German Language Blog

Untranslatable German Words: Magdeburgisieren Posted by on Nov 10, 2016 in Culture, Language

In our segment of untranslatable words in German, we discuss words that have no English equivalent. Today, I will have a look at a rather grim one, but that is definitely untranslatable. Today, I will discuss the verb magdeburgisieren.

What does magdeburgisieren mean?

During the Dreißigjährigen Krieg (Thirty Years’ War) from 1618-1648, an absolute low occurred in 1631. In May of that year, the Truppen (troops) of the Kaiser (emperor) stormed the city of Magdeburg (close to Leipzig and Berlin), because the city had refused to pay a tribute and did not capitulate. It was a thriving city with 35,000 Einwohner (inhabitants). Due to their disobedience, the inhabitants were declared vogelfrei (outlawed). Thus, it did not matter what would happen to them – indiscriminately, inhabitants were robbed, raped and murdered. The city was set on fire, which cost even more lives. In the end, 20,000 inhabitants had died. The city was a mess, and many people moved away, because they could not live there anymore. It became a ghost town, with only 450 inhabitants in 1639. It took until the 19th century for the city to recover and grow again.

Because of the awful terror and cruelty of the sack of the city, which is also called the Magdeburger Hochzeit (Magdeburg Marriage), a verb emerged: magdeburgisieren. It means: to utterly destroy, annihilate something.

What is the literal translation of magdeburgisieren?

The literal translation of magdeburgisieren would be to magdeburgize, which doesn’t really help much.

How would you use the word magdeburgisieren in a sentence?

Because magdeburgisieren is a word that refers to a specific event and is definitely not easier than just using an equivalent such as zerstören, it is not used much.

However, if you want to emphasize the extreme degree of destruction, you can use the word. However, because it is not widespread at all and also its meaning is not that well-known, you are best advised to only use it in written language. Also, because the name of the city of Magdeburg is in there, it could lead to confusion.

How would you use it? Some examples:

Im zweiten Weltkrieg wurde die polnische Hauptstadt Warschau magdeburgisiert. (In the Second World War, the Polish capital Warsaw was magdeburgized.)

Nach dem Sturm war die Straße magdeburgisiert: man konnte sie gar nicht mehr erkennen. (After the storm, the street was magdeburgized: you could not recognize it anymore.)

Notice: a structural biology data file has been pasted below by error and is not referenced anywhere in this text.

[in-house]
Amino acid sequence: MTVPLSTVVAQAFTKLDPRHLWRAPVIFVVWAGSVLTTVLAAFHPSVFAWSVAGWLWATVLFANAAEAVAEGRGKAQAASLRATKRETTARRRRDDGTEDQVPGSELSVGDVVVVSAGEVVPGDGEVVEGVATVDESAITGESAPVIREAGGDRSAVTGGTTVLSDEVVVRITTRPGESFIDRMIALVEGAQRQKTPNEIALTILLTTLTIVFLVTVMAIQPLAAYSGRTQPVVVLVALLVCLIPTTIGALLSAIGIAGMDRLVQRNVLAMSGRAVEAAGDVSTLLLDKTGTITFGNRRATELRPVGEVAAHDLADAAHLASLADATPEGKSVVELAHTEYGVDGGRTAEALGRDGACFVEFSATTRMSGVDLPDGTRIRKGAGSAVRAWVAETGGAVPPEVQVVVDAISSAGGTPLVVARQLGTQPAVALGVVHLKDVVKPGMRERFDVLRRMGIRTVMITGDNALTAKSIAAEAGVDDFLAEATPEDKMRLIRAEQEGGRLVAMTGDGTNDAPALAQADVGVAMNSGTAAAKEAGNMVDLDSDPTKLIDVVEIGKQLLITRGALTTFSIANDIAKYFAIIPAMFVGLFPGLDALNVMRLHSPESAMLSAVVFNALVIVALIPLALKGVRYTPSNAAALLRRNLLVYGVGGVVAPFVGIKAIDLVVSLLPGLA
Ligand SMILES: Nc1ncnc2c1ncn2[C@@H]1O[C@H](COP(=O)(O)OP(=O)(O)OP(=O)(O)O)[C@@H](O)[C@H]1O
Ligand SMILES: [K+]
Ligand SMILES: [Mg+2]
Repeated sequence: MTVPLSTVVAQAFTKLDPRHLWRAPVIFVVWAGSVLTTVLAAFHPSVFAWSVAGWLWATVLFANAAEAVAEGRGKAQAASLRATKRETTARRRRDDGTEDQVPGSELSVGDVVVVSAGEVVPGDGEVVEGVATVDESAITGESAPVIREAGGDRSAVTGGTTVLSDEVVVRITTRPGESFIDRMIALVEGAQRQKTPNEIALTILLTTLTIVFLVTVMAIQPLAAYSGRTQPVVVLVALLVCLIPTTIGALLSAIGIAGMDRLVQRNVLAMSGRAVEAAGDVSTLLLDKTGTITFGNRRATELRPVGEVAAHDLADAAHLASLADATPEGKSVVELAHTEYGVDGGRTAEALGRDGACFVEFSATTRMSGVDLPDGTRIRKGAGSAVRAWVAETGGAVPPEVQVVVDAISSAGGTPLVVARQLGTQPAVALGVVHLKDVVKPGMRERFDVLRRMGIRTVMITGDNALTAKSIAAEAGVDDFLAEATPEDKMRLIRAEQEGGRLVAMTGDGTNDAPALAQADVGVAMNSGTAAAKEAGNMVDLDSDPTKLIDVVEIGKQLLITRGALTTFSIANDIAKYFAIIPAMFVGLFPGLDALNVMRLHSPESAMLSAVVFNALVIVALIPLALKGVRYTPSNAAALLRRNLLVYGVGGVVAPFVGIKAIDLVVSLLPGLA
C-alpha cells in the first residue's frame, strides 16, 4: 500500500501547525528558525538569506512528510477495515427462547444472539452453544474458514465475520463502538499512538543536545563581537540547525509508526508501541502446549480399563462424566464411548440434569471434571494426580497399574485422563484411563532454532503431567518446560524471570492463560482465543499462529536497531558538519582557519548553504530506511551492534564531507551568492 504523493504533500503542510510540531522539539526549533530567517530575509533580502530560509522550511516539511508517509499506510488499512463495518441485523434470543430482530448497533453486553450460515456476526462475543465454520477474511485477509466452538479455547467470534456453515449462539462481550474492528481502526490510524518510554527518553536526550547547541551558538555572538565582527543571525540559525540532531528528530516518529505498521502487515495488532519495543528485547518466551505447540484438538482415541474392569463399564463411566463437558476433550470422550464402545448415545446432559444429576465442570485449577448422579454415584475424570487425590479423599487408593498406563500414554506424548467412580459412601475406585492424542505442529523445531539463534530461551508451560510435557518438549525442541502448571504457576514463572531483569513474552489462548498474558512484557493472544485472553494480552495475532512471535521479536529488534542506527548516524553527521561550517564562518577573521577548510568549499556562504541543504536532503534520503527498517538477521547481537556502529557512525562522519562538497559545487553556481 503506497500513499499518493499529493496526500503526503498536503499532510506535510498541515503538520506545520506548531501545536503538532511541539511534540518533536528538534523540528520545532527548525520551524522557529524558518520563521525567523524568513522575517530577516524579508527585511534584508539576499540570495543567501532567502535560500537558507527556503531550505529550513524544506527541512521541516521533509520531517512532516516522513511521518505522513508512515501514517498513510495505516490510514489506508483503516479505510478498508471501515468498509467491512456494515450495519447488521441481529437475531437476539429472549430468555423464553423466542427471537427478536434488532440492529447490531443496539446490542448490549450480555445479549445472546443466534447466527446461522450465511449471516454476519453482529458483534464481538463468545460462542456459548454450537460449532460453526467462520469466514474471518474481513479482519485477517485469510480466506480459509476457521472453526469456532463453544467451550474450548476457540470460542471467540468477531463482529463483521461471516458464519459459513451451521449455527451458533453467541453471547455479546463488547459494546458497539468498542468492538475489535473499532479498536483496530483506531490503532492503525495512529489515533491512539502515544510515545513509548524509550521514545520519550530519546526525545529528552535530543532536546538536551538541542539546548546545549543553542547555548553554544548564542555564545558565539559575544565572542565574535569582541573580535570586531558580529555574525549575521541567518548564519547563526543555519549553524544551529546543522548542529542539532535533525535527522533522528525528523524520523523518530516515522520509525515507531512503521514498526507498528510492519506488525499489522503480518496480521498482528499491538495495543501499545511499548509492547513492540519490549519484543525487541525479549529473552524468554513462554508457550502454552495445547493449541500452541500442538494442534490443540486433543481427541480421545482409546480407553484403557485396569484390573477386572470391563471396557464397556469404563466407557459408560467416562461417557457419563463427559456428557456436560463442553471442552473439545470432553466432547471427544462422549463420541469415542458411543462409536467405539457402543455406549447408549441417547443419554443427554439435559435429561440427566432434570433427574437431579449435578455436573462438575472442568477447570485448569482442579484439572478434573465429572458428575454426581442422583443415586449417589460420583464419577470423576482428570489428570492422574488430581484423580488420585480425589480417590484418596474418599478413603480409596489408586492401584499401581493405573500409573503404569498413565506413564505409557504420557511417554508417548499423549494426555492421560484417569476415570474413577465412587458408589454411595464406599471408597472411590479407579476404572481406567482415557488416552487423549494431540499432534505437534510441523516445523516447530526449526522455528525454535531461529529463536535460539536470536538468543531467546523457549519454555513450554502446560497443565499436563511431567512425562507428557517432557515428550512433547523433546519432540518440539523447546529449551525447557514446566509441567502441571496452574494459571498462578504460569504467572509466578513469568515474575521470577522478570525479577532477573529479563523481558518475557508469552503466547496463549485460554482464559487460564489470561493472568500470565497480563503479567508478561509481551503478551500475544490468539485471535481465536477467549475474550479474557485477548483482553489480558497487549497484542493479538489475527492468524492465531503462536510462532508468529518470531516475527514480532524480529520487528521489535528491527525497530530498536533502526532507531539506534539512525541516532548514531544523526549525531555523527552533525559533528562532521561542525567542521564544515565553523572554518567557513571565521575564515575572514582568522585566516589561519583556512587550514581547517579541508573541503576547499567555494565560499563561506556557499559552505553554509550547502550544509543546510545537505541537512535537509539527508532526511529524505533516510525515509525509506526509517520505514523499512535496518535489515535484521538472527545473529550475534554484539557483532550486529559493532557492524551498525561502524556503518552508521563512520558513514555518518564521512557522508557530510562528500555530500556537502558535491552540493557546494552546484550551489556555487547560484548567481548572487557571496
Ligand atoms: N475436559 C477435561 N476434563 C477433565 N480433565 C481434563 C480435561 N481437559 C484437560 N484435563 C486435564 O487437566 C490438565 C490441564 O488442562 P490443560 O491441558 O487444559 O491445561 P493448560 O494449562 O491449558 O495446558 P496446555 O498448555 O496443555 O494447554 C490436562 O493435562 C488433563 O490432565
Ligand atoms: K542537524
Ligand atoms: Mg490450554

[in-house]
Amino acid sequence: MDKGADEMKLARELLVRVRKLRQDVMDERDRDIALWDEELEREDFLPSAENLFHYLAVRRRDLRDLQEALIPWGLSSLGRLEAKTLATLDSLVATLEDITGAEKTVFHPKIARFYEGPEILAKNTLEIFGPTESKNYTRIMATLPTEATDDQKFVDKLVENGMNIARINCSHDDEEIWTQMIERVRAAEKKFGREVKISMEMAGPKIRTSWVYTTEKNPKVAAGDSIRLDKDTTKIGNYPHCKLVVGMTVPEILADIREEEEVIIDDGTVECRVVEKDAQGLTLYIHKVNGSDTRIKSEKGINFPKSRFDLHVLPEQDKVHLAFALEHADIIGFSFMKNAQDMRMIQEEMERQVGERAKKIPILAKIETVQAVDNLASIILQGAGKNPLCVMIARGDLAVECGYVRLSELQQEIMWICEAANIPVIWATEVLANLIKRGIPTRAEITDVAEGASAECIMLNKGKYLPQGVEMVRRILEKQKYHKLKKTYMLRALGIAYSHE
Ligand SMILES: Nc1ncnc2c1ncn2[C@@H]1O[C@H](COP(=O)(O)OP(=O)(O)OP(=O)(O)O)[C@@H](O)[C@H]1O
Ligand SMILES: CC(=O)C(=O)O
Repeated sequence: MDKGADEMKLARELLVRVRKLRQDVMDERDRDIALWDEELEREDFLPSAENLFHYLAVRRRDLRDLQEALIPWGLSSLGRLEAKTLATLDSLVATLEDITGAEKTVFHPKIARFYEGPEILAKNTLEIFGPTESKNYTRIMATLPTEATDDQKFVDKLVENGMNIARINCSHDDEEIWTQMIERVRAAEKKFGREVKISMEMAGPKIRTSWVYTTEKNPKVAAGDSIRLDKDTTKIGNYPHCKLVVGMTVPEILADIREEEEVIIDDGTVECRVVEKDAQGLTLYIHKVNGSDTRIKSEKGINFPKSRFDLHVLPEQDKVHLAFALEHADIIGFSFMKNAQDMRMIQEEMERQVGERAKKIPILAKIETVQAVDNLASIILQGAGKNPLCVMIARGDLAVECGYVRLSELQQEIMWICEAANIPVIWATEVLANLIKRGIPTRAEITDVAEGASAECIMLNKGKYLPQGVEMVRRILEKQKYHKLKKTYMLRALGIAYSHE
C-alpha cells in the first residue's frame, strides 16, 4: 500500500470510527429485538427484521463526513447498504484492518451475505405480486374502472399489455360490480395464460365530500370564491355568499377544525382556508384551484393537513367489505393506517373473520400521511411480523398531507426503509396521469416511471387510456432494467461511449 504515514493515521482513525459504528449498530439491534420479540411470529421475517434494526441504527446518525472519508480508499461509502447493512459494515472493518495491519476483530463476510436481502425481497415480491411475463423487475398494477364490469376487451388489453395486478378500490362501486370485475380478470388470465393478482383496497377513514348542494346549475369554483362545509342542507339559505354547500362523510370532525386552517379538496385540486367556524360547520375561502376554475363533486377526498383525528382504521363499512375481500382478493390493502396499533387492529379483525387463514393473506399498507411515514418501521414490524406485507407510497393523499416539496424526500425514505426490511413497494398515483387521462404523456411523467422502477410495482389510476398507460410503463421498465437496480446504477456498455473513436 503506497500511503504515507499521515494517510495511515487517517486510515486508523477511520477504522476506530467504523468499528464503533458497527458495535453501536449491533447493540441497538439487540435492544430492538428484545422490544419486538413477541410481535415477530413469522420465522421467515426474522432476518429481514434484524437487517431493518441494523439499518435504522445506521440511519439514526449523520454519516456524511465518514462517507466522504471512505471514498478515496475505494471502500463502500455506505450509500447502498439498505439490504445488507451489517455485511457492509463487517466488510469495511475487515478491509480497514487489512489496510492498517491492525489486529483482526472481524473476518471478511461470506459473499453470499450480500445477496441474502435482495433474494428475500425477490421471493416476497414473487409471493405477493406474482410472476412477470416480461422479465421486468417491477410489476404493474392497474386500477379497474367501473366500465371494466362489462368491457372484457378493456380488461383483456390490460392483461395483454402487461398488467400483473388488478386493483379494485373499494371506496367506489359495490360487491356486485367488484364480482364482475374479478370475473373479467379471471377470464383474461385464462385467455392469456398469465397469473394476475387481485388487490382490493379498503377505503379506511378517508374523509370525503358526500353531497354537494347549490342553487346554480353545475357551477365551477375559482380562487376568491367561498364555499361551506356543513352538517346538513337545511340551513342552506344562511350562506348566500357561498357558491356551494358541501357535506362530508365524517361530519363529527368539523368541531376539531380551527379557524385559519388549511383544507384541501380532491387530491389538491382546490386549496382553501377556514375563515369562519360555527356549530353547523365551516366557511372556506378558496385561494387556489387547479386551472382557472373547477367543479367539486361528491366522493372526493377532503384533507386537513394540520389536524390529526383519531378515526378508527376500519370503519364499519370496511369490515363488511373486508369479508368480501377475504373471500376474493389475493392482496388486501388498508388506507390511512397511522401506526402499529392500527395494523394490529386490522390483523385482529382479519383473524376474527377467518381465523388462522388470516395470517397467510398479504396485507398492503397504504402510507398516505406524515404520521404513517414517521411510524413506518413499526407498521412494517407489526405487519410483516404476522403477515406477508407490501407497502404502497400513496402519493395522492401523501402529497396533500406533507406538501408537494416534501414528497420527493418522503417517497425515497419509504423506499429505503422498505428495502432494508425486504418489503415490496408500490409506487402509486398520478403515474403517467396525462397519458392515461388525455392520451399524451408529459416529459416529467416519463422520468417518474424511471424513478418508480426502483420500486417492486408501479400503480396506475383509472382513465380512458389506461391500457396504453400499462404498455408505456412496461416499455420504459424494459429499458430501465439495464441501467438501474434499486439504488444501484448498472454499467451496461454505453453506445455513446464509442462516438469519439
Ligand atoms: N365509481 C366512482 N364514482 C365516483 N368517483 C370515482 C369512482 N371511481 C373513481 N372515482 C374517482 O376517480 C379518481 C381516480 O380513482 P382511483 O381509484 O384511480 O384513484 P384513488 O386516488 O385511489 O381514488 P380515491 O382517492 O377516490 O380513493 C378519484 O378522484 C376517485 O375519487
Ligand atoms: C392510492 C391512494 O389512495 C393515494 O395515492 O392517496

What’s the nearest English equivalent to magdeburgisieren?

The closest equivalent that I am aware of would be to annihilate.

Is there a word in your language equivalent to magdeburgisieren? What are your thoughts on it? Let me know in the comments below!


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About the Author: Sten

Hi! I am Sten, both Dutch and German. For many years, I've written for the German and the Dutch blogs with a passion for everything related to language and culture. It's fascinating to reflect on my own culture, and in the process allow our readers to learn more about it! Besides blogging, I am a German-Dutch-English translator, animator and filmmaker.


  1. Torkom:

    Magdeburgisieren von Gaza! You use Magdeburg as example that took place in 1631….. it seems people never learn from past historical mistakes! Gaza is a case in point, as much as the occupation of Palestine. Gaza is being gradually but steadily completely annihilated and no UN, not one single peace loving country is doing anything to save it. Are we that compassionless!

  2. Peter:

    Devastate is closely similar.

    • Sten:

      @Peter Yes, devastate is a great comparable English word too. Better yet than destroy!

    • Lacey:

      @Peter Also “to decimate”

      • Sten:

        @Lacey Yes! Also a good alternative.

  3. Mehrdad:

    das war echt gut

  4. hamish:

    At the time of the Third Reich another word appeared in Modern German with the same meaning – coventrieren.

    • Sten:

      @hamish You are right, I didn’t know about that. I’ll look into words like that for future posts. Apparently, this came from the bombing of Coventry, but is specific to attacks by air. Thanks for the input!

  5. Dan B:

    Although it is not at all common, I have heard “Hiroshima” used a verb in a similar way. Same concept, I guess.

    • Sten:

      @Dan B Thanks for the comment! I have never heard that, but there is a lot of peculiar vernacular. That would indeed be the same idea, I assume.

  6. joyce constantine:

    magdeburgisiren…thank you for this word and bit of history. Would like to inform my German class of this bit of history and use of the word. It seems man has a history of NOT learning from the past. Joyce C.